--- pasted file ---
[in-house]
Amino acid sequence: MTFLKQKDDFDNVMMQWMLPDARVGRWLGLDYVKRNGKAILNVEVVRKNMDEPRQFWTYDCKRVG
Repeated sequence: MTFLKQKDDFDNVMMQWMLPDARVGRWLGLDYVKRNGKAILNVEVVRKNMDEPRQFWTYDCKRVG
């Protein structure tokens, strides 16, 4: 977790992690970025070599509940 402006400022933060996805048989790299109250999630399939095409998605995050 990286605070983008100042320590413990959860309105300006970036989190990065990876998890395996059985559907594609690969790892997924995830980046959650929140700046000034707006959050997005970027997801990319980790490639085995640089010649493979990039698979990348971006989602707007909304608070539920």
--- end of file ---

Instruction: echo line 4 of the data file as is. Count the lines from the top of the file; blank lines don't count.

């Protein structure tokens, strides 16, 4: 977790992690970025070599509940 402006400022933060996805048989790299109250999630399939095409998605995050 990286605070983008100042320590413990959860309105300006970036989190990065990876998890395996059985559907594609690969790892997924995830980046959650929140700046000034707006959050997005970027997801990319980790490639085995640089010649493979990039698979990348971006989602707007909304608070539920």